Tackling a classical novel by turning it into a blockbuster is always going to be tough. Baz Luhrmann’s Great Gatsby is stunning and sensational, but can’t live up to Fitzgerald’s original prose. In my opinion, though, it comes about as close as it can get.
The tale of Nick Carroway’s induction both into decadent society and into the irrepressible, insane hopes of Jay Gatsy is told through a narrative framing device unique to this 2013 version of the story: Nick is a recovering alcoholic in the future, and tells the entire story to his psychiatrist, who urges him to write it down as a novel that just happens to sound exactly like the celebrated source material. This is clearly a way for the film to get away with a ton of narration. The film even explicitly shows the typed words on screen occasionally.
This whole thing is a bit questionable, as a film that adapts a book is supposed to stand by itself as a film, with as little narration as possible, and certainly without the actual words showing up on screen. However, the film is also admitting that the book is better at sounding good, so I can’t really blame it for admitting the truth.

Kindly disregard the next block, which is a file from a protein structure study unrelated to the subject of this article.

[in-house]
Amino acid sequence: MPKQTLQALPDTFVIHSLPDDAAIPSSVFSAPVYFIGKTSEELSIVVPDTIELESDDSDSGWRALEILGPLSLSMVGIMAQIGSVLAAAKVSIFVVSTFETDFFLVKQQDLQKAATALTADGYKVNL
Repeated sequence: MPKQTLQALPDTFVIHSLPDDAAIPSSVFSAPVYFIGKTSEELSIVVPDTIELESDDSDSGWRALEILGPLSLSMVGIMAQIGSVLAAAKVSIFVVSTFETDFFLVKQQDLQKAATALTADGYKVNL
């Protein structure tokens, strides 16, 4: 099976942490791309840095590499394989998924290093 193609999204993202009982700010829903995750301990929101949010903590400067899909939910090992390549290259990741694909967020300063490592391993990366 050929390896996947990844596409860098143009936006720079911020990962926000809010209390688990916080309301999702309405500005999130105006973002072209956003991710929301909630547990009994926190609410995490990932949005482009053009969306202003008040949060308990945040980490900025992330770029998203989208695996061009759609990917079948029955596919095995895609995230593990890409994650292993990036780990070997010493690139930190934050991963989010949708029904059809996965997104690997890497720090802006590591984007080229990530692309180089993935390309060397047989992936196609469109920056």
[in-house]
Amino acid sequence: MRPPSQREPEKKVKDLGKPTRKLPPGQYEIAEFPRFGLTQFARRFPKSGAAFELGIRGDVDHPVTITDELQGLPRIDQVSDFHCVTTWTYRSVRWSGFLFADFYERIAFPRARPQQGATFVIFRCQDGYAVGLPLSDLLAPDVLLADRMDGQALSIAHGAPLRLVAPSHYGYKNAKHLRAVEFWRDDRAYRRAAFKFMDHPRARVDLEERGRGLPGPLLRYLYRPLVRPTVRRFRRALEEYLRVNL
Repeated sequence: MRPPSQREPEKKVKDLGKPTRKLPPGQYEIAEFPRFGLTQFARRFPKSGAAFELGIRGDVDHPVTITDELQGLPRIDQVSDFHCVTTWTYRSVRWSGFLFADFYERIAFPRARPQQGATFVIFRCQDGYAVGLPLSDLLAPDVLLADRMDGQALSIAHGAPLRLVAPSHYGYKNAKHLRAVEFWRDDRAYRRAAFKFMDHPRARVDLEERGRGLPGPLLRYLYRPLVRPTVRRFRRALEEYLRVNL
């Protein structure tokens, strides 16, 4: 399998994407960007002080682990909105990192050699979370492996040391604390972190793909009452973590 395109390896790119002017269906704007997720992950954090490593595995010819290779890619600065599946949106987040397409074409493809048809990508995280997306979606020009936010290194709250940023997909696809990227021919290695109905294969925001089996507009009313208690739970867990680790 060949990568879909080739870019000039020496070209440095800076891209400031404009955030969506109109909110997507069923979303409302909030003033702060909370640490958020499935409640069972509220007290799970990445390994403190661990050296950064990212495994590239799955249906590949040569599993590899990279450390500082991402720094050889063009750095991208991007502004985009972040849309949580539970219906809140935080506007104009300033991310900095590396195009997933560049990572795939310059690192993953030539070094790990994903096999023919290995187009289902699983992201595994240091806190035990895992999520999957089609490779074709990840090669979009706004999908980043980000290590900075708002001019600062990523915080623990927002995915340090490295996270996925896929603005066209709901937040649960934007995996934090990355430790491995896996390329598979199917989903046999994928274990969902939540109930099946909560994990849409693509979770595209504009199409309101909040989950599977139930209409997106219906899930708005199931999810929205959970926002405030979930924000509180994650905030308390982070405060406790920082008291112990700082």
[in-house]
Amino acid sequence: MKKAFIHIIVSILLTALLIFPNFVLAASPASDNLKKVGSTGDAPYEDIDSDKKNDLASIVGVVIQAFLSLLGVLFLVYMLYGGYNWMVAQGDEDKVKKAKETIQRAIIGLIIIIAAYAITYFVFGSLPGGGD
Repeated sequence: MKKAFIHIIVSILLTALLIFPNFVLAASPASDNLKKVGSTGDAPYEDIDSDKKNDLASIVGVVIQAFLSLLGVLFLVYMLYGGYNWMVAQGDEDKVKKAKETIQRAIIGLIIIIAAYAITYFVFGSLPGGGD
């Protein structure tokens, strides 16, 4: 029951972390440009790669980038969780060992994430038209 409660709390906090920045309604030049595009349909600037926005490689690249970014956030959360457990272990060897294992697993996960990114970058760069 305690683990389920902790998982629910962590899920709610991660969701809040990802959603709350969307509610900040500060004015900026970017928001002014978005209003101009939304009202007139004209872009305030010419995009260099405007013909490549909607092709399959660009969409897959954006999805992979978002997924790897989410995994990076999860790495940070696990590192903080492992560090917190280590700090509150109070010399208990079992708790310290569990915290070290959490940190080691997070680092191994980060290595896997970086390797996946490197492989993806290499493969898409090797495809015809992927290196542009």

Leonardo DiCaprio, Tobey Maguire, and Carey Mulligan all tend to love this type of film: cool, slick, and cultured. They all act well, and fit their characters aptly. The film stands out in a couple ways. First, the CGI is thick and strong, giving the film a more surreal quality, and one that keeps it interesting. Chris Godfrey, the VFX supervisor, has posted a clip on Vimeo that points out just how much the CGI influenced the final product:
It definitely establishes the excess and cheer of the 20s, though maybe not as subtly as the original text. The second stand-out element is the soundtrack. It uses modern artists — Lana del Rey and Jay-Z, for instance — to evoke the mood of the film, rather than using time-period-suitable musical choices. It’s definitely a polarizing choice, as I’ve heard from people who loved it and hated it, but no one who didn’t notice and form an opinion on it.
I like it: the soundtrack carries the same themes of hedonism and unrequited longing that are essential to the story, but uses them through fresh musical eyes, removing the feel of age and vintage that an older soundtrack would force on the audience. It’s not the same as Fitzgerald imagined it, but that’s because we could attain that mood after the decade has passed. I suppose the most accurate path to that mood would be to read the book, though. So if you enjoy this film, go check it out from your local library.